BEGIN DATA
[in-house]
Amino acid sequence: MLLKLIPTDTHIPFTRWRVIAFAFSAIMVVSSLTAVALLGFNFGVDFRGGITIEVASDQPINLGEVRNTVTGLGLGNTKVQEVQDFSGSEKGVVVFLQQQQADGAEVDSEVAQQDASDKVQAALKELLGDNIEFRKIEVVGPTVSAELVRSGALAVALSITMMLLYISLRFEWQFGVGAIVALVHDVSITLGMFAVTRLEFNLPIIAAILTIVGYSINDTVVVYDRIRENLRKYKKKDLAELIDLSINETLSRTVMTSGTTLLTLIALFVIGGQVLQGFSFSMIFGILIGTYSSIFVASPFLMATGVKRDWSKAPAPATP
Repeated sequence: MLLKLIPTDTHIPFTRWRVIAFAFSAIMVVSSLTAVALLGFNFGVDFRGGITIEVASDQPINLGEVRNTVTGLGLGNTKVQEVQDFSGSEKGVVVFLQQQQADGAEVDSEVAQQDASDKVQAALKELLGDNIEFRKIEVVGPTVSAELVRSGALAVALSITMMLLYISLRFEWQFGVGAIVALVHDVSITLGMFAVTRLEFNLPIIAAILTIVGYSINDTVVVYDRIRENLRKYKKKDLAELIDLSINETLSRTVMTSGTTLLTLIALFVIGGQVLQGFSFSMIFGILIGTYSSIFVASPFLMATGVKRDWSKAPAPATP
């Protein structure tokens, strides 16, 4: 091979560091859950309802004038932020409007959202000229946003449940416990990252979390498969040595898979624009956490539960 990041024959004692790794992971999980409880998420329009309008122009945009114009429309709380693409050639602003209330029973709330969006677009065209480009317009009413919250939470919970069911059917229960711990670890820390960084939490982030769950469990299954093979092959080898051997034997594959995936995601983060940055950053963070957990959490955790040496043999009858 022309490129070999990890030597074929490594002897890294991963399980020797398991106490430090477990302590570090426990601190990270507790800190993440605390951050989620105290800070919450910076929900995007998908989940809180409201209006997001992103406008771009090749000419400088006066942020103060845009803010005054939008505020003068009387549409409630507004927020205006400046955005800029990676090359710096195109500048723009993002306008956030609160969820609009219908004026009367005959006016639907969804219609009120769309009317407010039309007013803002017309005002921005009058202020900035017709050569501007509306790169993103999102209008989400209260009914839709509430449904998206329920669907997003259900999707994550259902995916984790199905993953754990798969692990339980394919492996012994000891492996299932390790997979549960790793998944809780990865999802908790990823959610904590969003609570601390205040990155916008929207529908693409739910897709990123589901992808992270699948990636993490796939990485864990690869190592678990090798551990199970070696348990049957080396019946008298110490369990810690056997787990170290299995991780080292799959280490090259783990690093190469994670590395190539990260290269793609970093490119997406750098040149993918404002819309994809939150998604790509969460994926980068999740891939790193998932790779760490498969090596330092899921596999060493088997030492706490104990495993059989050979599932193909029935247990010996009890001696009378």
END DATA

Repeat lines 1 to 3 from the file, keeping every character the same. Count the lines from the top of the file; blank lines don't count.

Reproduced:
[in-house]
Amino acid sequence: MLLKLIPTDTHIPFTRWRVIAFAFSAIMVVSSLTAVALLGFNFGVDFRGGITIEVASDQPINLGEVRNTVTGLGLGNTKVQEVQDFSGSEKGVVVFLQQQQADGAEVDSEVAQQDASDKVQAALKELLGDNIEFRKIEVVGPTVSAELVRSGALAVALSITMMLLYISLRFEWQFGVGAIVALVHDVSITLGMFAVTRLEFNLPIIAAILTIVGYSINDTVVVYDRIRENLRKYKKKDLAELIDLSINETLSRTVMTSGTTLLTLIALFVIGGQVLQGFSFSMIFGILIGTYSSIFVASPFLMATGVKRDWSKAPAPATP
Repeated sequence: MLLKLIPTDTHIPFTRWRVIAFAFSAIMVVSSLTAVALLGFNFGVDFRGGITIEVASDQPINLGEVRNTVTGLGLGNTKVQEVQDFSGSEKGVVVFLQQQQADGAEVDSEVAQQDASDKVQAALKELLGDNIEFRKIEVVGPTVSAELVRSGALAVALSITMMLLYISLRFEWQFGVGAIVALVHDVSITLGMFAVTRLEFNLPIIAAILTIVGYSINDTVVVYDRIRENLRKYKKKDLAELIDLSINETLSRTVMTSGTTLLTLIALFVIGGQVLQGFSFSMIFGILIGTYSSIFVASPFLMATGVKRDWSKAPAPATP